Focusing on, and proactively addressing, the needs of these high-acuity populations allows providers and payers to avoid unnecessary, and risky, emergency department visits and hospitalizations while supporting better outcomes through effective cohort care management to minimize pandemic-related physical, medical, and mental health damage.
Population #1: Front Line Healthcare Workers and First Responders
Front-line healthcare workers and first responders will need long-term resources to fully recover from the experiences they’ve amassed during COVID-19. The pandemic is adding to the emotional fatigue physicians were facing pre-COVID-19 as 50 percent of physicians were battling burnout. This population is having similar symptoms to veterans of war, supported by research from the Department of Veterans Affairs. They report five to ten percent of survivors with PTSD may have lasting relationship issues, which, at their most extreme, include psychological and physical aggression against their partners and family members.
Population #2: Patients with Chronic Conditions Like Diabetes, COPD, Hypertension
Stress can affect diabetes control, both directly and indirectly. For instance, access to healthy, affordable food, heightened for underserved populations, affects glucose control, and increases stress. Adapting diabetes-focused stress management interventions can address diabetes-related stress while improving resiliency, improving health outcomes. For an individual with COPD, stress has been associated with more depressive symptoms and worse quality of life. Research on other prevalent conditions, affecting half of the U.S. population, indicates this population’s need.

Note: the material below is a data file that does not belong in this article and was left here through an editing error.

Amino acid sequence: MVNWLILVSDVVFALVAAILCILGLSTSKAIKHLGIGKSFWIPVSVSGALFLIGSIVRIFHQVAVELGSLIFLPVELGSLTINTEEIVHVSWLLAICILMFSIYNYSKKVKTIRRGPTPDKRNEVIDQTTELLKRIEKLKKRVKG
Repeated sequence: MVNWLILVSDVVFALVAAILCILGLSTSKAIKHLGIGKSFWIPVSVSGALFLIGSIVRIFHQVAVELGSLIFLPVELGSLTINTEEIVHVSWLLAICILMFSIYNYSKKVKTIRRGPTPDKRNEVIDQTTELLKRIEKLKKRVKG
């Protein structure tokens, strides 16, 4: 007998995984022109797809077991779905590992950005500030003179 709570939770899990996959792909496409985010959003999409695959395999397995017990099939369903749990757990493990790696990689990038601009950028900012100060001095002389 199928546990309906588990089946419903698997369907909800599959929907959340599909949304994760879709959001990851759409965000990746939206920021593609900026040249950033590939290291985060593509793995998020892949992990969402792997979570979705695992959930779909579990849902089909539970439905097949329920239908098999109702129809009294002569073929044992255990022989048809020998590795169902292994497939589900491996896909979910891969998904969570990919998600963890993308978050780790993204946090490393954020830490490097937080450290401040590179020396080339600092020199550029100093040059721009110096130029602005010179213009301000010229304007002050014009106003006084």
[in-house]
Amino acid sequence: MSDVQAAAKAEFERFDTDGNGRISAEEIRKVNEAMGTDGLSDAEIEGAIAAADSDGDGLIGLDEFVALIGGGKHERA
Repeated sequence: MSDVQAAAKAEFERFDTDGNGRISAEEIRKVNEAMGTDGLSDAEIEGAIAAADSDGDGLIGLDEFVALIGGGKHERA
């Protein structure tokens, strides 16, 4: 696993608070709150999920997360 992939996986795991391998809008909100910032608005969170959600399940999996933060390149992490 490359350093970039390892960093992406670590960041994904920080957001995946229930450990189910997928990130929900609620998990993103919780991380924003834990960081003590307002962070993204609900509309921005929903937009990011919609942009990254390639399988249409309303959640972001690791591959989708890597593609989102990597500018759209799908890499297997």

Population #3: Patients at Greater Risk for Developing Chronic Conditions
According to studies by the Center for Disease Control (CDC), 82 million people are currently pre-diabetic in America. Stress can also cause hypertension through repeated blood pressure elevations. Plus, the pandemic is causing patients to delay needed treatment. When coupled with increasing SDoH issues like reduced provider access, economic and unemployment instability, and environmental safety, patients will start developing new chronic conditions.
Population #4: Patients with Exacerbated Behavioral Health Conditions